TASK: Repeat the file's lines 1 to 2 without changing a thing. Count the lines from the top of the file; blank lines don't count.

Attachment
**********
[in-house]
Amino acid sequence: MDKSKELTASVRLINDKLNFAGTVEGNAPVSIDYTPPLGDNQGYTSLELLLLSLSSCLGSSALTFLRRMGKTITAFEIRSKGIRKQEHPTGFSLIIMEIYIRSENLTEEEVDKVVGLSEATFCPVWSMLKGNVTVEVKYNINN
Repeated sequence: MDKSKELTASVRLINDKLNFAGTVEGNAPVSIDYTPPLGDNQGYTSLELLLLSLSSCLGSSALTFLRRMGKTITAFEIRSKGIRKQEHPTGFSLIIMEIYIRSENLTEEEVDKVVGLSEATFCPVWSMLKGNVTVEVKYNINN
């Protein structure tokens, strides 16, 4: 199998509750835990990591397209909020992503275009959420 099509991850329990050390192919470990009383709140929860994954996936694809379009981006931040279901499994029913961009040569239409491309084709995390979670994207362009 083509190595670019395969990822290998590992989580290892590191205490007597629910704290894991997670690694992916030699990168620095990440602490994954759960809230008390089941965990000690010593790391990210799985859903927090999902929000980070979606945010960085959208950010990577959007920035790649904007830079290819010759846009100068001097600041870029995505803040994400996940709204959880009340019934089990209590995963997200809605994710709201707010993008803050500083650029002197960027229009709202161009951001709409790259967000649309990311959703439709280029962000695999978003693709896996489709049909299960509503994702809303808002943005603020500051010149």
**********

[in-house]
Amino acid sequence: MDKSKELTASVRLINDKLNFAGTVEGNAPVSIDYTPPLGDNQGYTSLELLLLSLSSCLGSSALTFLRRMGKTITAFEIRSKGIRKQEHPTGFSLIIMEIYIRSENLTEEEVDKVVGLSEATFCPVWSMLKGNVTVEVKYNINN